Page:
Plain Language Summary
Management of Osteoarthritis of the Hip
This plain language summary provides an overview of the management of osteoarthritis of the hip.
What is osteoarthritis of the hip?
Osteoarthritis of the hip is a degenerative disease that affects the hip joint. The hip joint is a ball and socket joint; with the ball being the top of the thighbone and the socket the cup portion of the hip. Both the ball and the socket are lined with a smooth surface called cartilage which serves as a cushion and allows for smooth motion of the joint. In osteoarthritis, the cartilage becomes worn away. Eventually the cartilage wears down to bone, which causes the rubbing of bone against bone, resulting in pain and stiffness.
How is osteoarthritis of the hip diagnosed?
Patients with osteoarthritis will have pain in the groin area of the body. This pain can increase with walking. Physicians may perform a physical exam that involves moving the hip which may cause pain in the groin. Physicians may also get an x-ray of the hip, which may show signs of arthritis such as decreased space between the ball and socket. There may also be spurs also known as osteophytes or increased dense bone. The x-ray may also show round clear spaces that represent cysts, or fluid filled spaces.
What treatment options are available for osteoarthritis of the hip?
In the early stages, treatment options include medication, exercise and surgery. Some non-surgical options such as such as non-steroidal anti-inflammatory medications (NSAIDS), corticosteroid injections, as well as exercise and/or physical therapy have also been shown to improve symptoms. Medication options include nonsteroidal anti-inflammatory medications (NSAIDs) and injection of the hip joint with steroids. NSAIDS can improve short-term pain, function, or both. Injection of the hip joint with corticosteroids improves function and reduces pain in the short term for patients with symptomatic osteoarthritis of the hip. Exercise or physical therapy also improves function and reduces pain for patients with mild to moderate symptoms. Medication options also include glucosamine sulfate and hyaluronic acid injection; however, neither has been shown to improve symptoms. Injection of the hip joint with hyaluronic acid has not been shown to be effective for function, stiffness and pain in patients with symptomatic osteoarthritis of the hip. Glucosamine sulfate has not been shown to be effective for improving function, reducing stiffness or decreasing pain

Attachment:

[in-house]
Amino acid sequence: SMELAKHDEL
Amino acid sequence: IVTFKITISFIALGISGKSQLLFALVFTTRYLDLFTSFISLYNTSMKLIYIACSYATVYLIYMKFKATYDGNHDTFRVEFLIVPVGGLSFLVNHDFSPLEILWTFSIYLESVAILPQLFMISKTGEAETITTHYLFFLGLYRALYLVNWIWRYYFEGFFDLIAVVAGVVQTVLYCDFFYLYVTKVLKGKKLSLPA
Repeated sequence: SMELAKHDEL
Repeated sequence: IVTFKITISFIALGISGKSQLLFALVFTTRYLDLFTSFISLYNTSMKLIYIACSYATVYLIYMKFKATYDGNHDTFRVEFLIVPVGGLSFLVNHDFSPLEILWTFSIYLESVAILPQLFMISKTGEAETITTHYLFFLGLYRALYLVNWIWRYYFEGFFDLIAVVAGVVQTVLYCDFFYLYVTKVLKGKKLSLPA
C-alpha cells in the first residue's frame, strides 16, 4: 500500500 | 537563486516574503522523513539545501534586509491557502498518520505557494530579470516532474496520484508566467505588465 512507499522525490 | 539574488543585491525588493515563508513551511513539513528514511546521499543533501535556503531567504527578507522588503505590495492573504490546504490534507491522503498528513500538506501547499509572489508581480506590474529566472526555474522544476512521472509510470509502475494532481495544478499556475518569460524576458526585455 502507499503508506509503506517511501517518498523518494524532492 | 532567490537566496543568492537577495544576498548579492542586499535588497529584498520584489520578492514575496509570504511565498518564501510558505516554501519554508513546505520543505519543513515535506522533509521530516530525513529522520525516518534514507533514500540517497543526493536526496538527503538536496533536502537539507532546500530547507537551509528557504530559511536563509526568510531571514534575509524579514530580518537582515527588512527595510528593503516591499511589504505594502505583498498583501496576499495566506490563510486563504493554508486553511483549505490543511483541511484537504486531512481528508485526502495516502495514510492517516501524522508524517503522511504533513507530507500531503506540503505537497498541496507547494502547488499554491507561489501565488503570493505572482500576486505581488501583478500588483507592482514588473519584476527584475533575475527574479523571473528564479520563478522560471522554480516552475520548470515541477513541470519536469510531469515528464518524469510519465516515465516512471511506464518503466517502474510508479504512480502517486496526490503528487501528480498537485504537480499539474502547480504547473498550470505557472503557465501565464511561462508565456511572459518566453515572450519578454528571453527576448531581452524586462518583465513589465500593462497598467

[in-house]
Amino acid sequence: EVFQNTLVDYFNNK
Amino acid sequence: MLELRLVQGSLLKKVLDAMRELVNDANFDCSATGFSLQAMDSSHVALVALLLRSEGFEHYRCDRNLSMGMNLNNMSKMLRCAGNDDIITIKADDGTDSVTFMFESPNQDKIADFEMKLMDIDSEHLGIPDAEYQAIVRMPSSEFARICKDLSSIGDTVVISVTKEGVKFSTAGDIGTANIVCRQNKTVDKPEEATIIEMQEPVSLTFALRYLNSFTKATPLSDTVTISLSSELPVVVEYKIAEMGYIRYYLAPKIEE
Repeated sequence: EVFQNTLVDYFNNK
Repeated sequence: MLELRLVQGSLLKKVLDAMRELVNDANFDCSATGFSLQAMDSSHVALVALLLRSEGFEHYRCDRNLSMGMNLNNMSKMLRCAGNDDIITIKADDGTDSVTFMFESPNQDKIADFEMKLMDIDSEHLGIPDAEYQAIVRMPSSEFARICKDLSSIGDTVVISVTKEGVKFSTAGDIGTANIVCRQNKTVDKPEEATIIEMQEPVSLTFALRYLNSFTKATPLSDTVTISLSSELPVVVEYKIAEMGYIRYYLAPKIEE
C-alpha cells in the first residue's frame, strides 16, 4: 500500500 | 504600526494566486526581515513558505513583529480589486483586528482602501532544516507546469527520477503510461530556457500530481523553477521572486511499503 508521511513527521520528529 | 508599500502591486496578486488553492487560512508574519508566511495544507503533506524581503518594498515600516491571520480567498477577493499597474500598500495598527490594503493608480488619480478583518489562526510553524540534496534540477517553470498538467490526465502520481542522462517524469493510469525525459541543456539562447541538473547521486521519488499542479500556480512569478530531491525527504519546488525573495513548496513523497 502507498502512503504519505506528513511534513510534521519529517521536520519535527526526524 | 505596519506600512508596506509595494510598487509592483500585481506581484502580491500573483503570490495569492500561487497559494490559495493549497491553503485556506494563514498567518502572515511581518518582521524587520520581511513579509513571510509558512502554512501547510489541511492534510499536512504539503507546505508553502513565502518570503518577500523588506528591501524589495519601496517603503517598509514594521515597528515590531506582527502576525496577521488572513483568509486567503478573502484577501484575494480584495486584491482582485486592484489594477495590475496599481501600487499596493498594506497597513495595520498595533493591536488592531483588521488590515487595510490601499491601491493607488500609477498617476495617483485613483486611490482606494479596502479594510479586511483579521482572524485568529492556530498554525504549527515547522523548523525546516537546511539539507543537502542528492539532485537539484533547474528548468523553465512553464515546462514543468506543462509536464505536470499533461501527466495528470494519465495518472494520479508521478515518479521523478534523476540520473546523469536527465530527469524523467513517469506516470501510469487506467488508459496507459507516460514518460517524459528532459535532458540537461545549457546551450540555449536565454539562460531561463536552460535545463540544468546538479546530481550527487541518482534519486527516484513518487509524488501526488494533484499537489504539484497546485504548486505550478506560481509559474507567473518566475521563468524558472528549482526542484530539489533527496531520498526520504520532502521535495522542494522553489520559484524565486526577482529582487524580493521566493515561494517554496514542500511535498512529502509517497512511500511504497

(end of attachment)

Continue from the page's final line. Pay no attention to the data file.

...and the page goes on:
When nonsurgical treatment options fail to provide adequate pain relief, a total hip replacement, or arthroplasty, may be considered. During a total hip replacement, a ceramic or metal ball on a stem is inserted into the thighbone, and a metal or plastic cup is surgically implanted into the pelvis to replace the damaged cartilage and bone within the hip joint. This creates a new, smooth joint that eliminates pain and improves function. Physicians may use risk assessment tools to assist in predicting any potential complications, assessing surgical risks and educating the patient as he or she decides to undergo a total hip replacement.
What can be expected after surgical treatment?
Patients should experience significant reduction in pain and improved mobility after joint replacement surgery. Many factors, including physical condition, weight, activity level, personal anatomy and adherence to instructions prior to and after surgery will play an important role in recovery. Most patients can be discharged within two to three days after surgery and go directly home. Occasionally, patients may be admitted to a rehabilitation or skilled nursing facility after being discharged from the hospital. Patients may participate in a regular light exercise (physical therapy) program to maintain proper strength and mobility of the new hip. Physical therapy after surgery could improve early function of the joint following total hip replacement.